I've thought about this question a few times and Swiss coins did come to mind because their designs have changed so little over the years (as @Finn235 rightly said).

However, technically, many Swiss coins - especially the nickel and silver coins - have been withdrawn from circulation or demonetized entirely:

https://www.snb.ch/en/iabout/cash/id/cash_coins#t4

So, because they look similar, it's possible to find these old coins in circulation, but highly unlikely...
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 Posted 10/26/2019  05:27 am  Show Profile   Bookmark this reply Add oriole to your friends list Get a Link to this Reply
@jeffbuckes, according to the website, all but the 2 centimes can still be exchanged for face value at the swiss national bank.
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 Posted 10/26/2019  10:47 am  Show Profile   Bookmark this reply Add jeffbuckes to your friends list Get a Link to this Reply
@oriole

True, but the coins have been withdrawn from circulation. I'm sure that some of the old silver coins are still banging around out there, just like you'll still find a silver dime once in a blue moon in the US... But, the old Swiss coins are no longer legal tender. PS: not trying to be a PITA, just trying to answer the OP. :)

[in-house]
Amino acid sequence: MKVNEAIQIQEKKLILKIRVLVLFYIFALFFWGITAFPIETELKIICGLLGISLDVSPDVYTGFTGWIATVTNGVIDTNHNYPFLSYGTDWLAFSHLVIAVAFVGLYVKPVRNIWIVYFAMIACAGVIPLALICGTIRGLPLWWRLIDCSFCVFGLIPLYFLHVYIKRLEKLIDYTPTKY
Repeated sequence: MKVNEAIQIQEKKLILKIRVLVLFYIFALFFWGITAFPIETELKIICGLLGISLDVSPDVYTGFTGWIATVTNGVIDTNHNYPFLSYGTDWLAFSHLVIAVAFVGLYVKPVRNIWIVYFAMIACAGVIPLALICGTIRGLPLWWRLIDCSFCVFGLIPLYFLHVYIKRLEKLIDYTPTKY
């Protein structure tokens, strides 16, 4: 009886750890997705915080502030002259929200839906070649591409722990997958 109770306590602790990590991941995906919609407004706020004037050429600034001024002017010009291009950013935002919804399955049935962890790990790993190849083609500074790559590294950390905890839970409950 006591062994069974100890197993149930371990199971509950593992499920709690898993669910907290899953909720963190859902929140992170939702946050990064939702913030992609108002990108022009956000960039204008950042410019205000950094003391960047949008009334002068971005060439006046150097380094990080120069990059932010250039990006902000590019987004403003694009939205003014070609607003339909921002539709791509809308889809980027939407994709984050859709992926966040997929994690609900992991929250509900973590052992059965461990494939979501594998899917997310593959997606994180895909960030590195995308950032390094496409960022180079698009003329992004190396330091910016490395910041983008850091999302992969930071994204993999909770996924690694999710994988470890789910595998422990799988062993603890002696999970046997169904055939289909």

Quote:
F-5) Are silver coins still legal tender?
Silver coins (-franc to 5-franc pieces) have not been legal tender since 1 April 1971. However, the Swiss National Bank still exchanges them at face value.
F-6) Can bronze coins (1-centime and 2-centime coins) still be used for payments?
The 1-centime coin has not been legal tender since January 2007, and the 2-centime coin since January 1978.
F-7) Which coins that have been withdrawn from circulation are still exchanged?
Circulation coins which have been withdrawn from circulation are exchanged by the Swiss National Bank at 100% of the face value for a period of 20 years after the withdrawal from circulation. The exchange period is unlimited for withdrawn circulation coins that correspond to the legal tender coins in terms of dimensions and imagery and also for withdrawn 5-franc silver commemorative


Source: http://www.swissmint.ch/e/downloads...l/FAQ-en.pdf
Edited by jeffbuckes
10/26/2019 11:54 am